Yesterday I started a Training Peaks Half Marathon plan designed to get me across the finish line at the Busselton Half Ironman relay in 1:45. Well, I signed up for the plan two months ago when May seemed a long way off and I still believed in miracles! The schedule for Monday said 8km easy, so I ran 8km maybe not easy but strong, but not pushing too hard. It was one of the best training runs I had done in weeks. My Garmin watch, which is still under warranty, is out of action at the moment. I had to send the faulty charging cable to Garmin Australia in NSW for repair/replacement. So yesterday, I couldn’t actually see my pace as I ran. I was running purely by feel, recording the run using the Strava App. I felt great! My average pace turned out to be 5:10min/km. My last kilometre was sub 5mins. I guess I got a bit carried away with myself but it felt so good!

When I got home I checked the training plan again and noticed for the first time that the pace indicated for the run was just under 6min/km. Not only that but this pace doesn’t increase for any of the non-interval runs throughout the 10-week plan. Surely this must be a mistake. How can you go out and run 21.1km at 5min/km pace or faster when most of your training runs are done at a minute slower per kilometre!? I dismissed the plan as lightweight.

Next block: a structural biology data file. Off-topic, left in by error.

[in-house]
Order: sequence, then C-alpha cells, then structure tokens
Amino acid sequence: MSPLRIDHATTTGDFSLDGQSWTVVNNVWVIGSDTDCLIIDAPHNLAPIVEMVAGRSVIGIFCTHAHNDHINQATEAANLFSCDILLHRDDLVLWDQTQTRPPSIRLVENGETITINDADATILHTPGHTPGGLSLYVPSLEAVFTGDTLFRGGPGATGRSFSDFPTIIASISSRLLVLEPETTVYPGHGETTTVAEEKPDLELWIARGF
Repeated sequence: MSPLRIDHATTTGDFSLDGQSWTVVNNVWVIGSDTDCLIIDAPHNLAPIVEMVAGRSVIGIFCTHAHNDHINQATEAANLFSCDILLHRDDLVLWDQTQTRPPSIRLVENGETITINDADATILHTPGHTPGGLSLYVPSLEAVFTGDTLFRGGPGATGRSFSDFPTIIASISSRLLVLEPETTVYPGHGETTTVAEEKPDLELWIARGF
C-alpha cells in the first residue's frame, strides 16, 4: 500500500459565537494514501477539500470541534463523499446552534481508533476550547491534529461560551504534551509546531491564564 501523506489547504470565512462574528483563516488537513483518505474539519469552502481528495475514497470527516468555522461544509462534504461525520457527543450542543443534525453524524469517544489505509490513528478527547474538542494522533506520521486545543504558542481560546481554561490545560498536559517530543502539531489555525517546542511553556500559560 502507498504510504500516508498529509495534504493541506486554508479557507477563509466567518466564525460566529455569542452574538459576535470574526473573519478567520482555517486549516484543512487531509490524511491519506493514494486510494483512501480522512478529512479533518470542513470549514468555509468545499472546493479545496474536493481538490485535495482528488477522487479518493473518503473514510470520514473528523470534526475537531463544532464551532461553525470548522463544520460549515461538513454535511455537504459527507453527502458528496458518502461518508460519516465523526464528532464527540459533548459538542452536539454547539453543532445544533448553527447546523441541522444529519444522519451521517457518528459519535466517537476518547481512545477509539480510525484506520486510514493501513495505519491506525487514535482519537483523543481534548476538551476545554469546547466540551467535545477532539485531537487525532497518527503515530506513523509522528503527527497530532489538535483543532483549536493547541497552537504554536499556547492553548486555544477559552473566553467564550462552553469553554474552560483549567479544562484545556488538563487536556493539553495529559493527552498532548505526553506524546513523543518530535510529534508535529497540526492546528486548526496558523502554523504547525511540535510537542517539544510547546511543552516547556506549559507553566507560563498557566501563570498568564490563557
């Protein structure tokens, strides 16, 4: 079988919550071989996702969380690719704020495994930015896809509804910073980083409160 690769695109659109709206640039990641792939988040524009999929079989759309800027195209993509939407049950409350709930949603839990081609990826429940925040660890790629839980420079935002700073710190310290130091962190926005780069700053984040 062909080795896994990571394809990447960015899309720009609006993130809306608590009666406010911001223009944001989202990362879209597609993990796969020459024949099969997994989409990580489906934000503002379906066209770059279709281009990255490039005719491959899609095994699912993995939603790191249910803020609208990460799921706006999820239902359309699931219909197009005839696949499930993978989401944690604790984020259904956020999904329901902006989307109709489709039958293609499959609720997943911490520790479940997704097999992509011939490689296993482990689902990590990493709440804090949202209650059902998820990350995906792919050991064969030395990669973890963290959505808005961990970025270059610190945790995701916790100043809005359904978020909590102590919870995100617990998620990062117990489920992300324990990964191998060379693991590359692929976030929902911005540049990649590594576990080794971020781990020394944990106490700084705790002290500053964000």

As Monday progressed, my energy levels did the opposite. I was zonked. Today’s planned interval session didn’t happen at all. It’s almost 3PM and I’m still dressed to run but the only run I’m doing soon is the school run, in a car. So as fabulous as I felt in the immediate aftermath of yesterday’s 8km, I’m not feeling somewhat deflated. Day two of a plan and I’ve already skived. Day 1 and I’ve already over-trained. So what to do?

Well, buy a book of course! And finish a novel. I should slip that in too that instead of running today, I had a little nap then finished a novel I’ve been working on for three years. No one has read it yet so it could be complete tosh but at least it is completed tosh.

Back to my purchase. It’s called 80/20 Running: Run Stronger and Race Faster by Training Slower. Its main message is that in order to run faster, runners need to train slower. Yes, its counter-intuitive but the premise is based on scientific studies and analyses of athletic performance. I’m still sceptical but I think it’s worth a read. Certainly, the press coverage for the book has been very positive.